The internal pressures sparked by increased migration would most likely inspire a severe crackdown by the regime. This raises a set of questions. How successful would this crackdown be, given lingering uncertainties about Kim Jong-un’s consolidation of power? Would North Koreans begin demanding more of their leaders when offered the prospect of a more welcoming international environment awaiting them across the border? And most importantly, would this pressure be sufficient to push the regime to begin investing more in its people rather than its weapons programs?
From a human rights perspective, the benefits of opening the door even slightly to refugees hardly need articulating. The issue of human trafficking is just one example. The combination of harsh laws to restrict immigration and drastic measures to prevent refugees from arriving in third countries frequently means that North Koreans fleeing intolerable conditions have no option other than to rely on “brokers” or “coyotes” who make a living smuggling desperate people across international borders, often without regard for their safety or well-being. As Sir Michael Dummett argues in On Immigration and Refugees, the blame for the existence of this industry lies largely with governments that have erected the very barriers traffickers are helping frightened people to circumvent.
The establishment of a UN-administered framework regulating the movement of individuals out of North Korea would allow for improved protection of refugees. It would have a particular benefit for women, many of whom are victims of sexual violence and abuse. Inter-governmental cooperation, under the auspices of the UN, in the creation and maintenance of safe houses, migration agencies, and education centers to inform people about the dangers inherent in illegal migration would take the power out of the hands of migrant-smugglers and people-traffickers, who currently operate with impunity throughout the region.
The United Nations Office on Drugs and Crime has shown that this kind of state-sponsored regulation of the migration industry has had positive effects on the lives of vulnerable individuals in several countries where the use of migrant-smugglers and people-traffickers previously had been the only way to move. Such regulation could also improve the quality of information about those leaving North Korea. More accurate information on who is leaving North Korea could dampen South Korean fears of increased crime and disease epidemics that are often linked in the public mind to refugees. These perceived dangers have led Seoul to adopt a cautious attitude toward any measures that might lead to an influx of North Koreans into the country.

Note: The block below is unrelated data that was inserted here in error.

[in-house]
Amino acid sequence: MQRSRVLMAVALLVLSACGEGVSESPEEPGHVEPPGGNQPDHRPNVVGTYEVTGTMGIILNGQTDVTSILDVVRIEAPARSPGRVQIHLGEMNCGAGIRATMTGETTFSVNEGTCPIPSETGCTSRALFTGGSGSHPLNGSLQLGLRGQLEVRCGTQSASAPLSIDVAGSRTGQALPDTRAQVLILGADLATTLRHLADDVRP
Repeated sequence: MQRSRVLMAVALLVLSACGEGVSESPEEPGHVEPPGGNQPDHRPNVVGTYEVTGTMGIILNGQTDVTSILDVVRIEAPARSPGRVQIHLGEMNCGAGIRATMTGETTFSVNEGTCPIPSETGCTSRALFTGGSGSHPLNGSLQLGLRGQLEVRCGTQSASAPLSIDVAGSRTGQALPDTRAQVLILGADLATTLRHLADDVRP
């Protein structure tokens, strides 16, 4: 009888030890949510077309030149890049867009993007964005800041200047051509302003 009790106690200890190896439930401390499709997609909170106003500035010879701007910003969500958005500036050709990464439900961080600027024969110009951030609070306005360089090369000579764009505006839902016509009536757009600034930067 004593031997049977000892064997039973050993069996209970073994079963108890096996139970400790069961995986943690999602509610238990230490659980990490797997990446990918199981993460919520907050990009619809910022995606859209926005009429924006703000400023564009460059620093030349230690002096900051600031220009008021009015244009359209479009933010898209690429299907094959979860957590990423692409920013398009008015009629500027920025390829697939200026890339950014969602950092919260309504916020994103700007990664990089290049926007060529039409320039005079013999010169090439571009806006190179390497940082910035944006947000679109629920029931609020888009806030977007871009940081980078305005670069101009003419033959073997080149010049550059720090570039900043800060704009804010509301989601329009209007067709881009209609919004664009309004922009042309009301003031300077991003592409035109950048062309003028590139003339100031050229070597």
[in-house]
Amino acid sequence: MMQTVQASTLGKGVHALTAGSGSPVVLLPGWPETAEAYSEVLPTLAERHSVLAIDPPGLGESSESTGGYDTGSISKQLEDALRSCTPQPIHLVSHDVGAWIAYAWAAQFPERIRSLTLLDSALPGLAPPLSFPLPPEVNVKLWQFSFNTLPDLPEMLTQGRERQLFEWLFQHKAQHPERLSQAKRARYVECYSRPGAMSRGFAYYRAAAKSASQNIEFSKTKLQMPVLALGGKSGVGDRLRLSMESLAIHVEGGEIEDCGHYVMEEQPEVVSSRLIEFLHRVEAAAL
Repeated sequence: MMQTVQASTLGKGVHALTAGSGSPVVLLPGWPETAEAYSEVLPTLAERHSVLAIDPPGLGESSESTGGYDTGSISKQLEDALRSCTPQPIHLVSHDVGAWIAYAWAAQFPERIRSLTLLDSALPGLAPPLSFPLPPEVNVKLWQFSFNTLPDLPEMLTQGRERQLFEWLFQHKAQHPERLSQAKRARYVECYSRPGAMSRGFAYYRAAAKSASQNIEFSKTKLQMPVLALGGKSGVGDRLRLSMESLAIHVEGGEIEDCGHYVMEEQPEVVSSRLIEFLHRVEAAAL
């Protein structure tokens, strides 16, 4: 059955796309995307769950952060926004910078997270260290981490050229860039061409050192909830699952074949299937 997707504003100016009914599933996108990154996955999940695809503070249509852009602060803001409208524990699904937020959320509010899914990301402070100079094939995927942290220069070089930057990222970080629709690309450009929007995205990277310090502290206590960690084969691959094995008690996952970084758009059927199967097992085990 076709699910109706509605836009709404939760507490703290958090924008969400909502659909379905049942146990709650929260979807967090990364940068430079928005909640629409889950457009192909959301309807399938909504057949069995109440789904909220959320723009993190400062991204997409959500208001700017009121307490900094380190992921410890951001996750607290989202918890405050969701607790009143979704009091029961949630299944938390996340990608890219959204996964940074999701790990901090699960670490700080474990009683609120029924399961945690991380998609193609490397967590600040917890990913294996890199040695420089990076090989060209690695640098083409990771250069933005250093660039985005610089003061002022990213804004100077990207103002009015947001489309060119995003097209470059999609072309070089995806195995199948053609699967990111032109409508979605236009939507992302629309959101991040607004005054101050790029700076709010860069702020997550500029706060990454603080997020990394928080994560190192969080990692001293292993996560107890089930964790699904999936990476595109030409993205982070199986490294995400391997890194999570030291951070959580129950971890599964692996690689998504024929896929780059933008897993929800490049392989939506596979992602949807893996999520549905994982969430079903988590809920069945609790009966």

Financial considerations have also been a part of South Korea’s reluctance to open its doors to North Korean refugees. This is where the benefits of UN funding would be most apparent. And imagine if the United States were to use the roughly $6 million spent on sending two stealth bombers on a mock bombing run over the Korean peninsula to instead provide matching funds for creating a framework for refugees. This funding would help dilute the burden of incorporating North Korean refugees into the broader society (as a point of reference, the North Korean Refugee Foundation in Seoul estimated the 2010 cost of incorporating refugees at roughly $25 million). More importantly, the symbolism of the international community coming together on the issue of North Korean human rights would send a much more powerful message than a brazen show of American military force ever could. This sort of global cooperation would put leaders in Pyongyang on notice that how they treat their citizens must be changed.
Policymakers dealing with North Korea have had difficulty seeing beyond the nuclear issue to consider the suffering of the population. As a result, those interested in addressing the human rights situation need to use the recent global focus on the Korean peninsula to their advantage. The most effective strategy for doing this is to tie human rights to the larger issues that dominate the headlines, emphasizing that providing a more welcoming international environment will encourage more people to leave the country. In turn, this internal pressure has the potential to prod the North Korean government into reassessing the value of its destructive "Military First" policies in light of renewed interest in keeping its population satisfied and at home. And that is a goal that proponents of both sanctions and engagement will agree is worth pursuing.